May
12
2020

Working From Home Tips: How To Stay Productive And Lead Remote Teams Effectively

Categories: News, Small Business, TIPS

 

Whether you love working from the comfort of your home or prefer a traditional office space, remote work may be the new normal for the foreseeable future due to the coronavirus crisis. It’s our job to not only build our own set of productivity tools but to also empower our team to continue working at optimal levels, while still promoting a culture of work-life balance (no matter how elusive that concept may seem).

 

To echo Simon Sinek, author of Start With Why and The Infinite Game, leaders are not only responsible for delivering results, but for creating an environment and culture in which their team can achieve results, too. And these unsettling times will shine a light on those who possess true leadership more than ever.

 

Build Productivity Tools For Yourself

 

  • Stick to a routine: Structure is the overarching key to productivity amid these uncertain times and incorporating structure into your workday all begins the moment you wake up. Don’t make the mistake of rolling out of bed and opening your laptop … while still in pajamas and eating a bowl of Cheerios. Instead, have a set morning regimen as if you were going to meet colleagues face to face. No, you do not need to get suited up, gel your hair perfectly and/or apply a full face of makeup. But you should plan on an ensemble that is fitting enough for a casual work day. That includes slipping into comfortable outdoor shoes (in other words, do not spend your work hours in those fuzzy home slippers!) There’s something transformative about looking the part and feeling the part. 

Once you have completed your morning self-care routine, it’s time to officially start your workday. Schedule a daily call with your whole team to kick things off, or send a brief daily e-mail listing updates and priorities to mark the start of the day.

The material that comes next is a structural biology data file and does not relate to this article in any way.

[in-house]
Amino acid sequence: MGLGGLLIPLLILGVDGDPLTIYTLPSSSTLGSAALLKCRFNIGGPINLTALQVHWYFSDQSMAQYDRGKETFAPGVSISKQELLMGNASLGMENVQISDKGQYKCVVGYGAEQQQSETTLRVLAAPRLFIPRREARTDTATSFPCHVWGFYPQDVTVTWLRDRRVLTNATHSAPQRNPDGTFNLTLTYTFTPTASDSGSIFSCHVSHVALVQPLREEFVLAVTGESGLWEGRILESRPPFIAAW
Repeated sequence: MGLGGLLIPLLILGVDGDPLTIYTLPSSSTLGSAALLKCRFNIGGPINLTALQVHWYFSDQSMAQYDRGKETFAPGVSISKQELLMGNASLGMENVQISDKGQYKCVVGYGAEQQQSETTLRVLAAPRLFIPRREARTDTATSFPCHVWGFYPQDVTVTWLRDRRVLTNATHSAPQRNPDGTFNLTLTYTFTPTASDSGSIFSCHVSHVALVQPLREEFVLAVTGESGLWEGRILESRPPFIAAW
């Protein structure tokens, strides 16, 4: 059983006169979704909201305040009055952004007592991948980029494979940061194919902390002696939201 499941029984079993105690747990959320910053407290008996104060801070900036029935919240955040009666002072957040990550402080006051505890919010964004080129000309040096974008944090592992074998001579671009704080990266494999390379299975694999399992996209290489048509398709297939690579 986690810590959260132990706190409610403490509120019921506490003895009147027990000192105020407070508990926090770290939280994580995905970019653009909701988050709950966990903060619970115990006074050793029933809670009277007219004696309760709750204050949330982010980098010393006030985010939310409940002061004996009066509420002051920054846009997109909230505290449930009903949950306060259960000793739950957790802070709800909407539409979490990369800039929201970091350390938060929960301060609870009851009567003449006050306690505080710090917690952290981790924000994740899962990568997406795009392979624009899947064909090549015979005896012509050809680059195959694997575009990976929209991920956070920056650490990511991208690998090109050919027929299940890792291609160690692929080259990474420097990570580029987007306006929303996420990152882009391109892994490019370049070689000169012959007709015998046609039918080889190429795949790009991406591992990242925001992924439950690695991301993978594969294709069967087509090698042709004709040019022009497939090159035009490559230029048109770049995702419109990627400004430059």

Build in set times for lunch, a quick walk and healthy stretches in between.
 

  • Ambiance, ambiance, ambiance: While we can’t help our location at the moment, we can design our own space for creativity and productivity. Choose a section in your home where sunlight pours in during peak work hours. After all, natural light has proven to be beneficial to worker productivity. If this isn’t an option, look to companies like Hue or VeriLux that focus on smart lighting options.

If you don’t have the luxury of a designated home office, don’t fret. In addition to natural light, a clutter-free workspace is critical. Keep your tech devices, notebooks and pens organized and keep a clear delineation between work and home items. If you’ve turned your dining table into a makeshift desk, don’t let personal mail, leisure magazines or kitchen utensils creep into your workspace.

 

  • Bucket your time: Let’s face it, some work projects are like beasts that need constant feeding, attention and time. Don’t let one specific task eat up your entire day, while forgetting about other obligations. Also, don’t multitask! Buzzing from one to-do item to another every few minutes will not lead to results.

Instead, have a set number of hours per day devoted to deadline-driven and priority projects as well as at least one to two hours for accomplishing the other seemingly little actions that must be done for business to run smoothly.